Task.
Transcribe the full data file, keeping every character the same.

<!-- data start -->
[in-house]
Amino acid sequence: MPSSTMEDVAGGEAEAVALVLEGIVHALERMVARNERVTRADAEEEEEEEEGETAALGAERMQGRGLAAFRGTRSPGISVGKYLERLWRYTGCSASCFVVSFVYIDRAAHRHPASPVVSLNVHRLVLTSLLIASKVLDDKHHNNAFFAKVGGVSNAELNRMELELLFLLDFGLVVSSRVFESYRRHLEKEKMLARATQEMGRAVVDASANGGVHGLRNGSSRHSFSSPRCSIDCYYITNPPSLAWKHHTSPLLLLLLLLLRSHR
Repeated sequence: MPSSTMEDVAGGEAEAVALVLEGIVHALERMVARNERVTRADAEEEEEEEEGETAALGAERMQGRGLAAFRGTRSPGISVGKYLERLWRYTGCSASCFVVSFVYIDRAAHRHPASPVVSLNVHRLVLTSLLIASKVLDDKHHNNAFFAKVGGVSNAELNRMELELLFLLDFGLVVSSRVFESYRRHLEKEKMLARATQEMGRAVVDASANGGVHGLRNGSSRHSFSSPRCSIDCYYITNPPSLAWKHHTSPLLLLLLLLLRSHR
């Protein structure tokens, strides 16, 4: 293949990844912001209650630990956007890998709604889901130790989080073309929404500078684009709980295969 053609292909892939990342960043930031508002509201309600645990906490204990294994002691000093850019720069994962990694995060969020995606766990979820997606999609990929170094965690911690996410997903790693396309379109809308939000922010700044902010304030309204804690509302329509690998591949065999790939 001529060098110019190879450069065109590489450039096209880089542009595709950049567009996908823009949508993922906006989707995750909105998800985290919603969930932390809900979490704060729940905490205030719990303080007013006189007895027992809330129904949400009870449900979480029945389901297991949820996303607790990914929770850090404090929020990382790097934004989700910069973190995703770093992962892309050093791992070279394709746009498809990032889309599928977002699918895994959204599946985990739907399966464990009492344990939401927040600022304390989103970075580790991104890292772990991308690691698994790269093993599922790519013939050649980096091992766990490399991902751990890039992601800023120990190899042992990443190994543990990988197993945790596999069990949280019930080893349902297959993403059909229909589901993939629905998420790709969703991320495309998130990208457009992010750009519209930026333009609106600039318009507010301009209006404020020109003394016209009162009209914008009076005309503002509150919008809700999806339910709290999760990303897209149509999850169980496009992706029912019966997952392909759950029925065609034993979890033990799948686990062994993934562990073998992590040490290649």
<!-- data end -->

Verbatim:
[in-house]
Amino acid sequence: MPSSTMEDVAGGEAEAVALVLEGIVHALERMVARNERVTRADAEEEEEEEEGETAALGAERMQGRGLAAFRGTRSPGISVGKYLERLWRYTGCSASCFVVSFVYIDRAAHRHPASPVVSLNVHRLVLTSLLIASKVLDDKHHNNAFFAKVGGVSNAELNRMELELLFLLDFGLVVSSRVFESYRRHLEKEKMLARATQEMGRAVVDASANGGVHGLRNGSSRHSFSSPRCSIDCYYITNPPSLAWKHHTSPLLLLLLLLLRSHR
Repeated sequence: MPSSTMEDVAGGEAEAVALVLEGIVHALERMVARNERVTRADAEEEEEEEEGETAALGAERMQGRGLAAFRGTRSPGISVGKYLERLWRYTGCSASCFVVSFVYIDRAAHRHPASPVVSLNVHRLVLTSLLIASKVLDDKHHNNAFFAKVGGVSNAELNRMELELLFLLDFGLVVSSRVFESYRRHLEKEKMLARATQEMGRAVVDASANGGVHGLRNGSSRHSFSSPRCSIDCYYITNPPSLAWKHHTSPLLLLLLLLLRSHR
């Protein structure tokens, strides 16, 4: 293949990844912001209650630990956007890998709604889901130790989080073309929404500078684009709980295969 053609292909892939990342960043930031508002509201309600645990906490204990294994002691000093850019720069994962990694995060969020995606766990979820997606999609990929170094965690911690996410997903790693396309379109809308939000922010700044902010304030309204804690509302329509690998591949065999790939 001529060098110019190879450069065109590489450039096209880089542009595709950049567009996908823009949508993922906006989707995750909105998800985290919603969930932390809900979490704060729940905490205030719990303080007013006189007895027992809330129904949400009870449900979480029945389901297991949820996303607790990914929770850090404090929020990382790097934004989700910069973190995703770093992962892309050093791992070279394709746009498809990032889309599928977002699918895994959204599946985990739907399966464990009492344990939401927040600022304390989103970075580790991104890292772990991308690691698994790269093993599922790519013939050649980096091992766990490399991902751990890039992601800023120990190899042992990443190994543990990988197993945790596999069990949280019930080893349902297959993403059909229909589901993939629905998420790709969703991320495309998130990208457009992010750009519209930026333009609106600039318009507010301009209006404020020109003394016209009162009209914008009076005309503002509150919008809700999806339910709290999760990303897209149509999850169980496009992706029912019966997952392909759950029925065609034993979890033990799948686990062994993934562990073998992590040490290649």